Wednesday, October 23, 2013

The Growing-Up of Drea

I started out just writing--like we all do.  Then I started researching the business, and at that point in time it was all about traditional publishing because you absolutely had to have your books in bookstores to sell, and you have to sell (of course) to make it as a writer.  So it was about queries and synopsis and having the first three chapters of your novel so polished that they shone, flawless on the page.  
The same critique group that honed this awareness introduced the idea that publishers were looking for marketability.  
I was an impressionable 21, with the only certainty in my young life the conviction that, in the amorphous future, I wanted to be a full-time writer and nothing else.  I soaked up the ideas of how to attract an agent, a publisher, and promote oneself as a writer.
Young as I was, I also chafed against this focus.  Shouldn't it be about my writing?  This is, after all, what I want to do?  
Besides, the group’s ideas of what made a story “promote-able” were an exact opposite, oftentimes, to what I considered good writing.  I wanted storytelling that didn't treat the reader as an imbecile with ADD.  
Over time, I went off the deepend, eventually being completely obsessed with marketability.  This happened partially in response to the changing industry and my determination to be traditionally published.  
But the more my academic experience changed how I viewed the industry and the trajectory we were all headed into, the more I questioned the viability of starting out pursuing traditional publication.  I gathered my own ideas of marketing, of writing, of developing myself and my career, and then fell down a recession-forged fiscal hole that finished the destruction of my carefully held beliefs of the adult world.  
Now, perhaps, I am ready for the enacting of my ideas.  It’s a long time coming.


  1. I think the world of publishing is changing so rapidly and traditional publishers are no longer the end all and only answer. They choose a lot of bad books to publish. We all need to write the story that speaks to us and not worry so much about marketability. If the story and the writing are good, readers will eventually find you. And with books available online forever (unlike in stores) it will happen.
    You are correct - it's about the writing not the selling. Elaine Russell

    1. Thanks Elaine. I certainly agree, and I think the fact that the book can live forever online changes the way we can work as writers--and, I think, it can free us to write the way we want. If we open to it, and pursue quality no matter what option we choose.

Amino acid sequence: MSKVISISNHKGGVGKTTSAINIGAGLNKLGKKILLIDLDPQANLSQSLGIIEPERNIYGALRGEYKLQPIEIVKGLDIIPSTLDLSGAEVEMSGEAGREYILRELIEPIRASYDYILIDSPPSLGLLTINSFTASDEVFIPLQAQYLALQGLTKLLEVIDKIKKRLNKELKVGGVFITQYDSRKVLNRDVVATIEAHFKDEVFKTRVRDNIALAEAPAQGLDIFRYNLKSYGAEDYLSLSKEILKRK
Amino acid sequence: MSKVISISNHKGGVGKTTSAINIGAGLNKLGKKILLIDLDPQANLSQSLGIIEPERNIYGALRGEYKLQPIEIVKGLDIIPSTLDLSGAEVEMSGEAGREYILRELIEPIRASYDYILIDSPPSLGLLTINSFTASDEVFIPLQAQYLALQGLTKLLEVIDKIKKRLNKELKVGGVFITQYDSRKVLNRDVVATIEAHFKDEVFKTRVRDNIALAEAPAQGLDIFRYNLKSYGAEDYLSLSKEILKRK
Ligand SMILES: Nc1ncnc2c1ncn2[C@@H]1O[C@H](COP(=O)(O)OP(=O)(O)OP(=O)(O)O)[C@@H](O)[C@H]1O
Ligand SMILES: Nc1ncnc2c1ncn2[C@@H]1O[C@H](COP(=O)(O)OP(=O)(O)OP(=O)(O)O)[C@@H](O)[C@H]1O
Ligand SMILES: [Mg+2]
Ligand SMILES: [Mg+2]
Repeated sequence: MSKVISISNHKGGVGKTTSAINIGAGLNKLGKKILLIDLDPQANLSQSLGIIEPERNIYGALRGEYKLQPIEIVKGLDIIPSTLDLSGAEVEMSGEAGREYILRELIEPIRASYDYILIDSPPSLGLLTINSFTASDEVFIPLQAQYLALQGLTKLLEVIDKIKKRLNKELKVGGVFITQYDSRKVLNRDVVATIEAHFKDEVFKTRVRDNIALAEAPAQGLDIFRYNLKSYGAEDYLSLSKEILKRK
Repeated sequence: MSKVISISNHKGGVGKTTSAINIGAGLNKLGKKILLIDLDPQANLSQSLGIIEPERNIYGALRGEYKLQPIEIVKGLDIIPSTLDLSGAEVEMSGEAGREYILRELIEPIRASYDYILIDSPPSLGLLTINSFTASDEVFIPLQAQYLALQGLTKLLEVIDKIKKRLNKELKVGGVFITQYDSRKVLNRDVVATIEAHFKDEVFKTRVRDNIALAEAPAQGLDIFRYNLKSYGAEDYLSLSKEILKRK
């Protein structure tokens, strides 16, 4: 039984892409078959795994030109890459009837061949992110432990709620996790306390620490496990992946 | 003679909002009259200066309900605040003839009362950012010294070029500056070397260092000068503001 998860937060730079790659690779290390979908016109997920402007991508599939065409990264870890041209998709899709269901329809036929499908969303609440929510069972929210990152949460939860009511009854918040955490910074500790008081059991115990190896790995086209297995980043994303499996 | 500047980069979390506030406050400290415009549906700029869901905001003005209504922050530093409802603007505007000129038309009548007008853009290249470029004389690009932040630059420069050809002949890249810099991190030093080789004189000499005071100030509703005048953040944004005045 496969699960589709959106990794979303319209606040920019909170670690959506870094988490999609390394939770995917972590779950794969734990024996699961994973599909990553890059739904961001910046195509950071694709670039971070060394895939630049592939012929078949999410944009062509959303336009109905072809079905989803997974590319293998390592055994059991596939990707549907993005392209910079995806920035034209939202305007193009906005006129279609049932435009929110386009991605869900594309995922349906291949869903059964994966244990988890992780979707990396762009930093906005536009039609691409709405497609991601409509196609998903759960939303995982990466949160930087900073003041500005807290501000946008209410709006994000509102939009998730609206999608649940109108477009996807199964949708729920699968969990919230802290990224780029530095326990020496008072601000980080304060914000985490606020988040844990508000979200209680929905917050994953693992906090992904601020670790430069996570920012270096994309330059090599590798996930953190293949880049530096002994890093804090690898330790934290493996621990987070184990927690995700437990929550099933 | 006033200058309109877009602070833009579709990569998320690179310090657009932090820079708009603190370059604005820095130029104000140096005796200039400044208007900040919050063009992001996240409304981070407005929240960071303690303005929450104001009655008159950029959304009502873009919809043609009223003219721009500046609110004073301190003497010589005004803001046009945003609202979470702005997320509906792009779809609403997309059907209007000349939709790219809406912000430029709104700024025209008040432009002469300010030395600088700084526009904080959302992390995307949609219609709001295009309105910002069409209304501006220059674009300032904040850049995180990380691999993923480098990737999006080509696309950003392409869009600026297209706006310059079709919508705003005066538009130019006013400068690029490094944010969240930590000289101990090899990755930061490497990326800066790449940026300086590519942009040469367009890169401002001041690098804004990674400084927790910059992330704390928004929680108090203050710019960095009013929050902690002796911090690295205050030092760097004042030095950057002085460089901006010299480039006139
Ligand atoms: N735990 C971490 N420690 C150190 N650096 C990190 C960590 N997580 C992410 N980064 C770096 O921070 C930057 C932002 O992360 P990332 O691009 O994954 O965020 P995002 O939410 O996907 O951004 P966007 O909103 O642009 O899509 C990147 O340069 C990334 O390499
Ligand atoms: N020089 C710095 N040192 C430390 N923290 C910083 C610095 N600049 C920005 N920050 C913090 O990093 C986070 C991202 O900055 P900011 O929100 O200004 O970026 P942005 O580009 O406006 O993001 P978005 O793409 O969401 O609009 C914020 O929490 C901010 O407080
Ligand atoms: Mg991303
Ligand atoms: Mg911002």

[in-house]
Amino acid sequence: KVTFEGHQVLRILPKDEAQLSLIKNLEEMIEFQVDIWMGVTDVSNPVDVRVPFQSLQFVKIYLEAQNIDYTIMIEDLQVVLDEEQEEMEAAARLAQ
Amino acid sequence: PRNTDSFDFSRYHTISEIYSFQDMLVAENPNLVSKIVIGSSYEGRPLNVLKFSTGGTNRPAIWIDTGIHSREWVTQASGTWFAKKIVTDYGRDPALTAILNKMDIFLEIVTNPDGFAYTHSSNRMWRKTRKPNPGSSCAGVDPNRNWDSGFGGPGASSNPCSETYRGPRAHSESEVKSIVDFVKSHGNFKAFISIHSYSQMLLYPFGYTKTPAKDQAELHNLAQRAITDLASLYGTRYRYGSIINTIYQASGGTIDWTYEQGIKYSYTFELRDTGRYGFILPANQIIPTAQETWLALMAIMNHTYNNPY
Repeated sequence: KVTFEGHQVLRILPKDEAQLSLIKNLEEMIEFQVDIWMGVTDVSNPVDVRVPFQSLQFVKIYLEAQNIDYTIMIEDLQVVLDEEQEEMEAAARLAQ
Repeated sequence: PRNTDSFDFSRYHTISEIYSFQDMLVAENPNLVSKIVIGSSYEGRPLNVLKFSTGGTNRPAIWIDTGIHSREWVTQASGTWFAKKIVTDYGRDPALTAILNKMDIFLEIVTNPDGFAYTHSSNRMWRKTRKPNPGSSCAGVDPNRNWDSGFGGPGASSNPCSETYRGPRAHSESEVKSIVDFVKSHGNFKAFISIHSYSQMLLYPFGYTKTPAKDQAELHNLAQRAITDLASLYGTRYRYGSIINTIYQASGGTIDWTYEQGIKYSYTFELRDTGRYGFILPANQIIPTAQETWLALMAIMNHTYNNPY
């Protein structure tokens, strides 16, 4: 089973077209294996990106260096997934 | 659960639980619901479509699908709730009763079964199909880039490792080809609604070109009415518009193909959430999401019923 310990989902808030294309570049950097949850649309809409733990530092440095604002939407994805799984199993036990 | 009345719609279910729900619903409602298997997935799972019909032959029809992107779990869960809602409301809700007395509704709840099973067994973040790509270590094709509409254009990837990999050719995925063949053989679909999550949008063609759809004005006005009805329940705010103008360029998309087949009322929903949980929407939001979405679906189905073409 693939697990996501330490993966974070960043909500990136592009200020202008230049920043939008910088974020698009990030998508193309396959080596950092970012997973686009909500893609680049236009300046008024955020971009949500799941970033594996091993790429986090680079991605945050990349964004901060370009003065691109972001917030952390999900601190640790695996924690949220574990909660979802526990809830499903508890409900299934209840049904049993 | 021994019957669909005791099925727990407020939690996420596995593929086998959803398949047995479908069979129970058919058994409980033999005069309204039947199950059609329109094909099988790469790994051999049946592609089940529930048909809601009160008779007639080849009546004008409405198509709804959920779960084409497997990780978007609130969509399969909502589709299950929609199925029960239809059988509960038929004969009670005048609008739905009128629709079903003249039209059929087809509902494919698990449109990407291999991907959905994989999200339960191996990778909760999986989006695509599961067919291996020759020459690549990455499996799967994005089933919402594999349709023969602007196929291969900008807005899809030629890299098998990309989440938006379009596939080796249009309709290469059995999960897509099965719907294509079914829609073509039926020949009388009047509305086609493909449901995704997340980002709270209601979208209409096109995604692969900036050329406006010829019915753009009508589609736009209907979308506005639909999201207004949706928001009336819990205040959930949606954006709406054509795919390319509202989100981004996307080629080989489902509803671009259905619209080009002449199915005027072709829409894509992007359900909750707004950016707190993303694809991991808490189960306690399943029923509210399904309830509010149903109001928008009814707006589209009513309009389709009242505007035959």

2. A very interesting story of your writing and marketing experience, Drea. However, though I know you said this as a rhetorical device, be careful not to cause other people to think that all people with ADD are imbeciles (or vice versa). It's absolutely not true. Like with certain blind and deaf people, there are many geniuses with ADD. I've personally known many of them.

    As you've indicated, we live and learn so much as writers about where the importance in the writing lies, which is in the writing itself. Realistically, if we want to be paid and acknowledged as professional writers, we do have to know the markets. But, in my opinion, marketing is merely a tool for us writers and artists and not an end in itself or should not dominate the writing. It's all about our writing first.

    1. I'm sorry you took the phrase that way. I was in no way trying to say anything about the intelligence of individuals with ADD, but the hypothetical characterization of an audience that doesn't do subtlety, nuance, or poetry and along with that has no patience for anything that lacks an action-packed plotline. I like action and adventure, but as I seek balance, I don't want to concede to the pressure to make changes to how I write for the sake of reaching a wider audience. This is a realization i've come to as I have begun to understand that a "wider audience" is not needed, I'll go into that in another post though :)

  3. I'm still pondering the questions of how to be a marketer and a writer. I see prolific authors that produce 5-6 novels a year and self publish. Not every self published book is a "good read". I don't know the answer to my own questions, but like you Drea, I'm having to grow up realize just writing a good story does not guarantee you get published; or if published that anyone will buy it.

    No matter what direction an author takes, there is bound to be some heartache as well as accomplishments.


    1. Thanks Donna, and that is most definitely true. I feel that I have actually "figured out" what I need to understand about marketing, and about "making money." But feeling that I have a handle on these things has actually made me feel more... free... in my writing ;)